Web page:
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At 10:39 AM -0500 11/9/03, Michael Champion wrote:
I thought the suggestion on the table was to standardize EXTENSIONS
to SAX to allow binary and/or typed data. It sounds like textbook
software engineering to me -- re-use what is common, add specialized
extensions for what is not common.
Optional extensions are harmful. Making the interface larger is
harmful. Simon, Scott, and I are already having conniptions trying to
figure out how to pack all the specs the W3C has shovelled out the
door into a nutshell. The bigger the specs get the worse the problems
become. And this isn't just a problem for the authors. The readers
and users get very confused over what they can, should, and should
not use. Smaller is better.
As to reuse, this is a textbook case of how not to reuse. The
mechanisms of reuse are composition and inheritance, and these are
placed in opposition to rewriting the code. Neither composition nor
inheritance is being proposed here. The suggestion is to rewrite the
code and interface to support the new features. I suppose you could
subclass ContentHandler with a TypedContentHandler that would have
the extra methods. In fact, there's nothing that prevents anyone from
doing this now. However, the argument is whether to put this into SAX
itself rather than somebody's personal local classes.
I'd further argue that doing this (extending ContentHandler with
TypedContentHandler) is not a good idea from OOP principles.
TypedContentHandler is not a ContentHandler. It merely acts like one.
A ContentHandler is an interface that receives data from an XML
parser or a filter that converts data into XML. A TypedContentHandler
is an interface that receives data from a non-XML source that
provides non-XML data. In fact, now that I think about it this way,
this is a classic example of misuse of inheritance: extending an
interface to pull in a few pieces of implementation.
Learning from SAX while forking / reinventing it seems to do what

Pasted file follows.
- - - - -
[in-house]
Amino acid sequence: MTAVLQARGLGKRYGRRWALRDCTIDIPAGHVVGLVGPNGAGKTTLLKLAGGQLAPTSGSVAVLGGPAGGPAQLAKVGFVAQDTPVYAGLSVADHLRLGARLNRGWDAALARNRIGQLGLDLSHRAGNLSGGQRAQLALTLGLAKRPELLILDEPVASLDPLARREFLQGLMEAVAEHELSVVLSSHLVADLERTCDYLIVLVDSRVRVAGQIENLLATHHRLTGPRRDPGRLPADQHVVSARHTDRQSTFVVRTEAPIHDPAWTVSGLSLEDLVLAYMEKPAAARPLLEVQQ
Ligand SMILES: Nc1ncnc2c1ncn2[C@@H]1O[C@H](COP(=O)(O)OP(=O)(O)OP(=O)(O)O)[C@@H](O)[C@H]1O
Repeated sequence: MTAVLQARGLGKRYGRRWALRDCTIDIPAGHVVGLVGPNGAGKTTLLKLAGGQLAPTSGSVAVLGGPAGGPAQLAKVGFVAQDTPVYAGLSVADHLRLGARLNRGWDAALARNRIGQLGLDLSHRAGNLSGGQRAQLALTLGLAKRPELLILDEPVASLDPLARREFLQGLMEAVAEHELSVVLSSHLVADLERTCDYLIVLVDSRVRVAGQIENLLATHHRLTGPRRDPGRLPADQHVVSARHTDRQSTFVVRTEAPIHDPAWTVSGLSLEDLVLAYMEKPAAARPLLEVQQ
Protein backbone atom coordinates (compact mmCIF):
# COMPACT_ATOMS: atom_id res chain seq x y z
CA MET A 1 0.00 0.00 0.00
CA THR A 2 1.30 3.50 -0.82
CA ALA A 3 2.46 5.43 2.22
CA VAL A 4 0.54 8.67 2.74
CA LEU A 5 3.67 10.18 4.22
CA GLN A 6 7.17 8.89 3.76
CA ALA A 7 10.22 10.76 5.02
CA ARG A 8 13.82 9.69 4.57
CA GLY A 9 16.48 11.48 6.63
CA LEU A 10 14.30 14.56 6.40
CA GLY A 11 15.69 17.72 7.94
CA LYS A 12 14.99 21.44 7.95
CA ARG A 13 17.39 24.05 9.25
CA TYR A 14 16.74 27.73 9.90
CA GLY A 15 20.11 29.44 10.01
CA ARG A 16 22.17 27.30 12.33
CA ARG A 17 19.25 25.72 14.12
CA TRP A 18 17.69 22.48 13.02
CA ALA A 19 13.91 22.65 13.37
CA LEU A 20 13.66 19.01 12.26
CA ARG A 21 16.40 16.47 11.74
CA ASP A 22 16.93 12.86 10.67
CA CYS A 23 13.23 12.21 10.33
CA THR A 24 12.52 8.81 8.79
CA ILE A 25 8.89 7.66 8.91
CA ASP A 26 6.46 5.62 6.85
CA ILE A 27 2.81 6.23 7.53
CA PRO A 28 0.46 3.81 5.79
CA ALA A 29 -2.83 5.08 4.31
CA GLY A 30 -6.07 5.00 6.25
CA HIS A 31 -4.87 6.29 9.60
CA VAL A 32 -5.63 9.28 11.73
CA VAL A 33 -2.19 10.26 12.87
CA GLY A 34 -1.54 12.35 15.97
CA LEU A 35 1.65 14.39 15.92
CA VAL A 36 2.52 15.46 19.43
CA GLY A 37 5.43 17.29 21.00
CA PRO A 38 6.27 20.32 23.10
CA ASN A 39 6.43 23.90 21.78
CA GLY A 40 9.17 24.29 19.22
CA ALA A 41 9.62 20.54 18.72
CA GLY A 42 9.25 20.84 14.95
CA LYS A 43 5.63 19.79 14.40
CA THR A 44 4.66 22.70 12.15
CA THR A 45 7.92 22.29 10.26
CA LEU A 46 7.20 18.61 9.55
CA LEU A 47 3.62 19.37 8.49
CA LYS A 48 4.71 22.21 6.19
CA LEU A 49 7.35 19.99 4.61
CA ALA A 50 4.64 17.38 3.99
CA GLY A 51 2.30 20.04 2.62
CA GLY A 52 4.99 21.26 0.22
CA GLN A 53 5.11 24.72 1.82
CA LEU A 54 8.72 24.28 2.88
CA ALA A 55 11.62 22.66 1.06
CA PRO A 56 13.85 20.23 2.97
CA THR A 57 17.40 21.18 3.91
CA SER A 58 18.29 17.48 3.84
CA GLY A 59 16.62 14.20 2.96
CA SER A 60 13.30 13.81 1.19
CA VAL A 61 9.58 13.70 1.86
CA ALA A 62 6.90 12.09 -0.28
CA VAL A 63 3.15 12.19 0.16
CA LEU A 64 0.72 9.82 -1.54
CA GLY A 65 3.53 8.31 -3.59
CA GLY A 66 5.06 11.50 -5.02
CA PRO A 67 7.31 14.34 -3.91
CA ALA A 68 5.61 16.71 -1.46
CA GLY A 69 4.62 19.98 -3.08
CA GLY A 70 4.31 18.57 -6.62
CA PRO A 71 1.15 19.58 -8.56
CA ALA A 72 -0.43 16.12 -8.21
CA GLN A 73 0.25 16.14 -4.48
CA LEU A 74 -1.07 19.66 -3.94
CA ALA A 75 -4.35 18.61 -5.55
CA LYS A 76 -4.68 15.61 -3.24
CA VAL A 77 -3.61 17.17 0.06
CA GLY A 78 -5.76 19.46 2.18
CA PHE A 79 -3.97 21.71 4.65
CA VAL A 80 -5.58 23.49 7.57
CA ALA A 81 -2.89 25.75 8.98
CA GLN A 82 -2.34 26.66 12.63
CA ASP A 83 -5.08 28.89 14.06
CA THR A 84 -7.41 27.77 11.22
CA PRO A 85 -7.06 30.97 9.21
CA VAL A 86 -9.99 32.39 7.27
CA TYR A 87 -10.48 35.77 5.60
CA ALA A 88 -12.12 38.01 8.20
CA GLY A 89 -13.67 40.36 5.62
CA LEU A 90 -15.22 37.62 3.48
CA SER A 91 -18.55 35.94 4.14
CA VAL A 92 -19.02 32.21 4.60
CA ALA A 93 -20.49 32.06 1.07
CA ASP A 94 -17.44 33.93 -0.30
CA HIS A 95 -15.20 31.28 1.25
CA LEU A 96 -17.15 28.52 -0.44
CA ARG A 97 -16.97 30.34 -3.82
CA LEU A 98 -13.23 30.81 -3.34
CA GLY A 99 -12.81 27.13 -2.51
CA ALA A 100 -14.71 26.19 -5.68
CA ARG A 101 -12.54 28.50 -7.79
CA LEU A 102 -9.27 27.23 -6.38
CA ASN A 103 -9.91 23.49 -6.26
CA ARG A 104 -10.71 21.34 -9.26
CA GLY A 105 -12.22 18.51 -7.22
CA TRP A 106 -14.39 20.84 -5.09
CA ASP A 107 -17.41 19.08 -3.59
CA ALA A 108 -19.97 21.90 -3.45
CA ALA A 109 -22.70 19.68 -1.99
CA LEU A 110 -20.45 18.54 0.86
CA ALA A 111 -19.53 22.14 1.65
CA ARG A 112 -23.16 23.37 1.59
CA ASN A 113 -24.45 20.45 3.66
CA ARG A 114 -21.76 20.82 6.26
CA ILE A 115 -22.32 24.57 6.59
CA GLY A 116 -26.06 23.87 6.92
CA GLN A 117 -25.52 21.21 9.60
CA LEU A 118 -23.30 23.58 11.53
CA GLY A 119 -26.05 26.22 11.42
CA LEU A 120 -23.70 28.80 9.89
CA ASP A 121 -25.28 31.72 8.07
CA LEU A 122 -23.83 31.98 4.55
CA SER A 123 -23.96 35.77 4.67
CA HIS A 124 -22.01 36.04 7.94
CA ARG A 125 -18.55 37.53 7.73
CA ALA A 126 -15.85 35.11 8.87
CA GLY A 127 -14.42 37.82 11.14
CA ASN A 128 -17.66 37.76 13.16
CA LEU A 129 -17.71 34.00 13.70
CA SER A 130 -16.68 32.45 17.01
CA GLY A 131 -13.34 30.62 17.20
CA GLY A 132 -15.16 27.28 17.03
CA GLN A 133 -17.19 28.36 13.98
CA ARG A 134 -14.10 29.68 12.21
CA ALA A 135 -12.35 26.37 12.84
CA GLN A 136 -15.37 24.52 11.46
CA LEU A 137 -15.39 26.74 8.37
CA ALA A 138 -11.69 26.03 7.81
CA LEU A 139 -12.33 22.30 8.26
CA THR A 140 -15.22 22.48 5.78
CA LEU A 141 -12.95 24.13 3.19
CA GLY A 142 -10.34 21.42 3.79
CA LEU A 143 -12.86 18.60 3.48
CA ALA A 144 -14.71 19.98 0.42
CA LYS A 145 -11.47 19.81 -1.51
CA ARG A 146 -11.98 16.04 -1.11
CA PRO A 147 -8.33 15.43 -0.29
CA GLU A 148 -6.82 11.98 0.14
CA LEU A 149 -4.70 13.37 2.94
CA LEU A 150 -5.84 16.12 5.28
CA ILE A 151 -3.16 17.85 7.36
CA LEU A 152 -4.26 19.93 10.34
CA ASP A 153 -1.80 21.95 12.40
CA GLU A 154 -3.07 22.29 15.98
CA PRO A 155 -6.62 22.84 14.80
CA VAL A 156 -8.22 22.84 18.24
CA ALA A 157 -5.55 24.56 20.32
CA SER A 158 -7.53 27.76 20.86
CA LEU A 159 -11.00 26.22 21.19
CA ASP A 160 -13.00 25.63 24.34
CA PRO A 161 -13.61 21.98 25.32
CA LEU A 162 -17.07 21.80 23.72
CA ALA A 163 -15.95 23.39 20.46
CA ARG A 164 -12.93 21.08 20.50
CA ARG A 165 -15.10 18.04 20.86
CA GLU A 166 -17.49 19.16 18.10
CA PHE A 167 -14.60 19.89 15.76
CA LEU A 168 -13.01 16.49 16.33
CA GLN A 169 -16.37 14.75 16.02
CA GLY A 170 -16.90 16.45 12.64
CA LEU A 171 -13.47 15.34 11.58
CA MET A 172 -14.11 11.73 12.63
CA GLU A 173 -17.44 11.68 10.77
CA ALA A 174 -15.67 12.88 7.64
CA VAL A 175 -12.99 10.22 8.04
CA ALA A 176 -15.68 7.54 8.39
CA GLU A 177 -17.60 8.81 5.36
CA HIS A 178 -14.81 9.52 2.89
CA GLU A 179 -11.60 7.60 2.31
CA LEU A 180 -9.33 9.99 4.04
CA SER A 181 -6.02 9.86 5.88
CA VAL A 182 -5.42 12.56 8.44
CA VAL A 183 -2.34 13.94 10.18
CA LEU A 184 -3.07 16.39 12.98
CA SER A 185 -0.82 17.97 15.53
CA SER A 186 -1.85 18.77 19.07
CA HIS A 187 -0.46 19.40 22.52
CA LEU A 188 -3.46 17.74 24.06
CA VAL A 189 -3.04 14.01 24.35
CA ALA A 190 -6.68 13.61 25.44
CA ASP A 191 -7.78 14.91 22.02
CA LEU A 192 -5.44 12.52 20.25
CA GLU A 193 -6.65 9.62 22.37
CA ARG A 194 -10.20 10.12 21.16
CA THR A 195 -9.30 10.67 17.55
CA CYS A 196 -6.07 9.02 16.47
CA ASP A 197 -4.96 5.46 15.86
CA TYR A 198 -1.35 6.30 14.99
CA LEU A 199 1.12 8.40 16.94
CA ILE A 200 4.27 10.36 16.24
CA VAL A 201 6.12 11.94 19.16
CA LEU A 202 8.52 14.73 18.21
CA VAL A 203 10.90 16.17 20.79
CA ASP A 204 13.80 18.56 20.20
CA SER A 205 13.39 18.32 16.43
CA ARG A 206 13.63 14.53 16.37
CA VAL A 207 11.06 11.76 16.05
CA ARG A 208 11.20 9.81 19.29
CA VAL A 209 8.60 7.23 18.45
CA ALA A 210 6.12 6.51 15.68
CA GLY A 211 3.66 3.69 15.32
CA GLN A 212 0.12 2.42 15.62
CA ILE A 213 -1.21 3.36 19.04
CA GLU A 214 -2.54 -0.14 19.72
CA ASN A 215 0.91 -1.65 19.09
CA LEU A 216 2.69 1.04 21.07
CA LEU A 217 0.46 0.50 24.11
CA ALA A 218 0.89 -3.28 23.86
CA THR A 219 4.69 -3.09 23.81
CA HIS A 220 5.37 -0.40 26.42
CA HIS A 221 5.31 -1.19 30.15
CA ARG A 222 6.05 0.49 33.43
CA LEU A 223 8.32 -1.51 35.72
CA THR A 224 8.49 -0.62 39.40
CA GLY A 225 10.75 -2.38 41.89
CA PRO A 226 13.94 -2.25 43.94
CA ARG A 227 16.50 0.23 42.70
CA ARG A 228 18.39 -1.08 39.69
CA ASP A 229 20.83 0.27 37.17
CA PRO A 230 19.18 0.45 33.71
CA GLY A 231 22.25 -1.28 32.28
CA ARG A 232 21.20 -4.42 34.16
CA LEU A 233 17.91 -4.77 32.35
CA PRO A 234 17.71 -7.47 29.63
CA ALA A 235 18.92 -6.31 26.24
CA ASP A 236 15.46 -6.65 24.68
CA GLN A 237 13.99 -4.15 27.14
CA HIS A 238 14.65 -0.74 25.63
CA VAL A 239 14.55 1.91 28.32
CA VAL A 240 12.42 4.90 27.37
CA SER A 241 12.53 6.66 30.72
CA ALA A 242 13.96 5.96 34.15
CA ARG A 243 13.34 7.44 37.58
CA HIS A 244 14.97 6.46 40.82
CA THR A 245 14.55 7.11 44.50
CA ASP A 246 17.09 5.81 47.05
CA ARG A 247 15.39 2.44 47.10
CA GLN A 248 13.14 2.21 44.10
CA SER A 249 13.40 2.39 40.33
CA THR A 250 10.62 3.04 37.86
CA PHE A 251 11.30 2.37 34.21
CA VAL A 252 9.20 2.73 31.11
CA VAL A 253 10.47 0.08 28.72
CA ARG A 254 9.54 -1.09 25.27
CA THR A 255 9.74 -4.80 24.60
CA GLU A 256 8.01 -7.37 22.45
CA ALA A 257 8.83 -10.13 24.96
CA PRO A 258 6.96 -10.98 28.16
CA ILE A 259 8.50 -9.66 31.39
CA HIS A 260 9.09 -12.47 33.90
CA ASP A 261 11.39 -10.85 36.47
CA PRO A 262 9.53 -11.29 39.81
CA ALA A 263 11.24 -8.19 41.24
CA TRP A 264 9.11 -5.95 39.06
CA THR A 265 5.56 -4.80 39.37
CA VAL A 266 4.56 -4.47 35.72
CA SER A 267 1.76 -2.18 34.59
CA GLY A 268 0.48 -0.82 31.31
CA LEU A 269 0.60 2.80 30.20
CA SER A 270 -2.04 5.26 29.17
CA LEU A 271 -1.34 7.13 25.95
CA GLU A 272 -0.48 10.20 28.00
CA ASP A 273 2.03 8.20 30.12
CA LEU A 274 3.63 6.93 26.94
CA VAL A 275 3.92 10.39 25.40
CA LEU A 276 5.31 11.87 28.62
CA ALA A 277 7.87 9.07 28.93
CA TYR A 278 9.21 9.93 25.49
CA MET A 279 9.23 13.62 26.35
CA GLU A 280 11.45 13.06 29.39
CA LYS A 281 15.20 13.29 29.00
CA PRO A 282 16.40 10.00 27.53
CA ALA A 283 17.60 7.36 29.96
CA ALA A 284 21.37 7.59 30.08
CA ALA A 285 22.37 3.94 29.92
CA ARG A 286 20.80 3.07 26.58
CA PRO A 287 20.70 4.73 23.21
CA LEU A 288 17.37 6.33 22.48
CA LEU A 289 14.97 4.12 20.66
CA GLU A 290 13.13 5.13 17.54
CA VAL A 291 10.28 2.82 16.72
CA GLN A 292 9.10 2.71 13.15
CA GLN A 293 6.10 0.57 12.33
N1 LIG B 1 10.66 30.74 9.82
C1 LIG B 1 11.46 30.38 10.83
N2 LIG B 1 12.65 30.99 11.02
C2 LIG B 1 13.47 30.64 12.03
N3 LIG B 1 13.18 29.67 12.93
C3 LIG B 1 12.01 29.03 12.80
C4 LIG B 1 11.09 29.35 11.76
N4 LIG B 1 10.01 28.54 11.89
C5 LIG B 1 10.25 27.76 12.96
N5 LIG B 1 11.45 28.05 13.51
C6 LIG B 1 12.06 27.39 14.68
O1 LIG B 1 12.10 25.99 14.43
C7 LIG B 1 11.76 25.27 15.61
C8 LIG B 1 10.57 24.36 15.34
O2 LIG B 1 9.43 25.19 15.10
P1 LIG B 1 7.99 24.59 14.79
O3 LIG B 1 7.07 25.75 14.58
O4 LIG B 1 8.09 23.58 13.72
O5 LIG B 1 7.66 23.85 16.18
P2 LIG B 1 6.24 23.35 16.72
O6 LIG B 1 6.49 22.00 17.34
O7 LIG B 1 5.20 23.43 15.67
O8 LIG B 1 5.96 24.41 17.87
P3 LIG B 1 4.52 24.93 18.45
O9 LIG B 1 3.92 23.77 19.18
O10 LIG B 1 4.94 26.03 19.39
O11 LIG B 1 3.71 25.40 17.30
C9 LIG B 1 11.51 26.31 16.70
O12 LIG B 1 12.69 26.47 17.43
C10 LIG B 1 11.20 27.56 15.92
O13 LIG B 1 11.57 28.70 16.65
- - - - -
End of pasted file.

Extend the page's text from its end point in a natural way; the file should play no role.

everybody laments about the state of the software industry -- too
many wheels being reinvented, too little code being reused, resulting
in proprietary lock-in, unreliability of relatively untested code,
This would neither be a fork or a reinvention. It would be a new tool
to do a new job. You could argue that using a binary format at all
instead of real XML would lead to proprietary lock-in, unreliability
of relatively untested code, etc. You might well be right if you so
I haven't read/remembered every bit of this thread, but I thought the
"bloat" would be a couple of generic extension interfaces that would
be implemented (or not) depending on the needs of a specific parser.
That doesn't sound like "corruption" to me.
It's a bad idea on its own merits, optional or not. And it's hugely
confusing to developers.
I hvae to disagree with this sentiment. First, I doubt very much if
ordinary developers give a rat's patootie about the subtle
distinctions here, and they are so UTTERLY confused about the various
"XML" specs and APIs already that this is just a very small drop in
an immense bucket. Second, what's the difference between "learning
from XML" and "basking in XML's glory"? Why shouldn't anyone re-use
every bit of the XML corpus that works for their needs rather than
introduce possible sources of error?
Why shouldn't carpenters who've learned how to use a hammer, reuse
that hammer to pound screws? If it's not XML, don't expect to use XML
tools on it. What's next? Extensions to XSLT to handle JPEGs? An
XQuery function to read IEEE-754 floats from a binary file?
Developers are confused, and we certainly shouldn't confuse them more
if we can help it. To the extent that the patterns are the same,
learning can be shared. Developers who are familiar with the Observer
design pattern from the AWT or other APIs find ContentHandler easier
to learn than developers who have never encountered the Observer
design pattern before. But I certainly wouldn't suggest
ContentHandler should extend ActionListener just because they both
use the same design pattern. That would be madness, and a very poor
example of reuse.
Elliotte Rusty Harold
Effective XML (Addison-Wesley, 2003)